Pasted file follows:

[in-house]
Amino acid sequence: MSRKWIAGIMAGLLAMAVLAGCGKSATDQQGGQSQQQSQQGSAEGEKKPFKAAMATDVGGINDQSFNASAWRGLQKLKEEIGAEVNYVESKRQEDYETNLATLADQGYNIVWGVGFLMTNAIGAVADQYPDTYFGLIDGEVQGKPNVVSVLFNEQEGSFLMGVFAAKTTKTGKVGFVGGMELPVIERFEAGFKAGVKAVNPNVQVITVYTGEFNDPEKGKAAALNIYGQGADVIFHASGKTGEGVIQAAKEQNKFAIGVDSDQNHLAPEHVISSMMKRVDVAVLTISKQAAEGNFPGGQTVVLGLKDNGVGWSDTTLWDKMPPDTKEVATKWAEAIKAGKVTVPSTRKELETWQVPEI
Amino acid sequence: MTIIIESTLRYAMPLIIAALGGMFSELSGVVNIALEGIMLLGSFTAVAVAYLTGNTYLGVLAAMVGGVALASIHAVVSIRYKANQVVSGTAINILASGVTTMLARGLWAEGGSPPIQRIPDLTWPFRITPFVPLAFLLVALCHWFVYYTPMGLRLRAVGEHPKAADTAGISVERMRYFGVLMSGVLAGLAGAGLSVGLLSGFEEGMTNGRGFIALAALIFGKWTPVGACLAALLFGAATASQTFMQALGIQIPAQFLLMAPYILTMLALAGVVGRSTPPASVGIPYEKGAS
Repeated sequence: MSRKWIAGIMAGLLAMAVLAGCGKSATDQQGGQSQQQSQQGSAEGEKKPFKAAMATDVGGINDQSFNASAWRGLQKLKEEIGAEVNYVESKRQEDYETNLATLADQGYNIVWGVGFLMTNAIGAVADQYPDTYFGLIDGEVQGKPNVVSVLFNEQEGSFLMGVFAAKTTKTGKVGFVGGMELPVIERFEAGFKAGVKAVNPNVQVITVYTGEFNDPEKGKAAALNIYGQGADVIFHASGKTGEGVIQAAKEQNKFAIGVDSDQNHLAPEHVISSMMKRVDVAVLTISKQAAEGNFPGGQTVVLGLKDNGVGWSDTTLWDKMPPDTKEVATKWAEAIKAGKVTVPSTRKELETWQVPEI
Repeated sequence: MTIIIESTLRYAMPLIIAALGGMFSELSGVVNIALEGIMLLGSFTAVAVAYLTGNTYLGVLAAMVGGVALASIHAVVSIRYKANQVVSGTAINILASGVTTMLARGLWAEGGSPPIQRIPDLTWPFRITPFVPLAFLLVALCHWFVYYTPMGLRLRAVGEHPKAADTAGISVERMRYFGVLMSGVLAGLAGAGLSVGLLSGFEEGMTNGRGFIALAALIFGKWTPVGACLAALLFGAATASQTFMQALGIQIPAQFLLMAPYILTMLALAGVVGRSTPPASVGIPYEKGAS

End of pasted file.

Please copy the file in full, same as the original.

[in-house]
Amino acid sequence: MSRKWIAGIMAGLLAMAVLAGCGKSATDQQGGQSQQQSQQGSAEGEKKPFKAAMATDVGGINDQSFNASAWRGLQKLKEEIGAEVNYVESKRQEDYETNLATLADQGYNIVWGVGFLMTNAIGAVADQYPDTYFGLIDGEVQGKPNVVSVLFNEQEGSFLMGVFAAKTTKTGKVGFVGGMELPVIERFEAGFKAGVKAVNPNVQVITVYTGEFNDPEKGKAAALNIYGQGADVIFHASGKTGEGVIQAAKEQNKFAIGVDSDQNHLAPEHVISSMMKRVDVAVLTISKQAAEGNFPGGQTVVLGLKDNGVGWSDTTLWDKMPPDTKEVATKWAEAIKAGKVTVPSTRKELETWQVPEI
Amino acid sequence: MTIIIESTLRYAMPLIIAALGGMFSELSGVVNIALEGIMLLGSFTAVAVAYLTGNTYLGVLAAMVGGVALASIHAVVSIRYKANQVVSGTAINILASGVTTMLARGLWAEGGSPPIQRIPDLTWPFRITPFVPLAFLLVALCHWFVYYTPMGLRLRAVGEHPKAADTAGISVERMRYFGVLMSGVLAGLAGAGLSVGLLSGFEEGMTNGRGFIALAALIFGKWTPVGACLAALLFGAATASQTFMQALGIQIPAQFLLMAPYILTMLALAGVVGRSTPPASVGIPYEKGAS
Repeated sequence: MSRKWIAGIMAGLLAMAVLAGCGKSATDQQGGQSQQQSQQGSAEGEKKPFKAAMATDVGGINDQSFNASAWRGLQKLKEEIGAEVNYVESKRQEDYETNLATLADQGYNIVWGVGFLMTNAIGAVADQYPDTYFGLIDGEVQGKPNVVSVLFNEQEGSFLMGVFAAKTTKTGKVGFVGGMELPVIERFEAGFKAGVKAVNPNVQVITVYTGEFNDPEKGKAAALNIYGQGADVIFHASGKTGEGVIQAAKEQNKFAIGVDSDQNHLAPEHVISSMMKRVDVAVLTISKQAAEGNFPGGQTVVLGLKDNGVGWSDTTLWDKMPPDTKEVATKWAEAIKAGKVTVPSTRKELETWQVPEI
Repeated sequence: MTIIIESTLRYAMPLIIAALGGMFSELSGVVNIALEGIMLLGSFTAVAVAYLTGNTYLGVLAAMVGGVALASIHAVVSIRYKANQVVSGTAINILASGVTTMLARGLWAEGGSPPIQRIPDLTWPFRITPFVPLAFLLVALCHWFVYYTPMGLRLRAVGEHPKAADTAGISVERMRYFGVLMSGVLAGLAGAGLSVGLLSGFEEGMTNGRGFIALAALIFGKWTPVGACLAALLFGAATASQTFMQALGIQIPAQFLLMAPYILTMLALAGVVGRSTPPASVGIPYEKGAS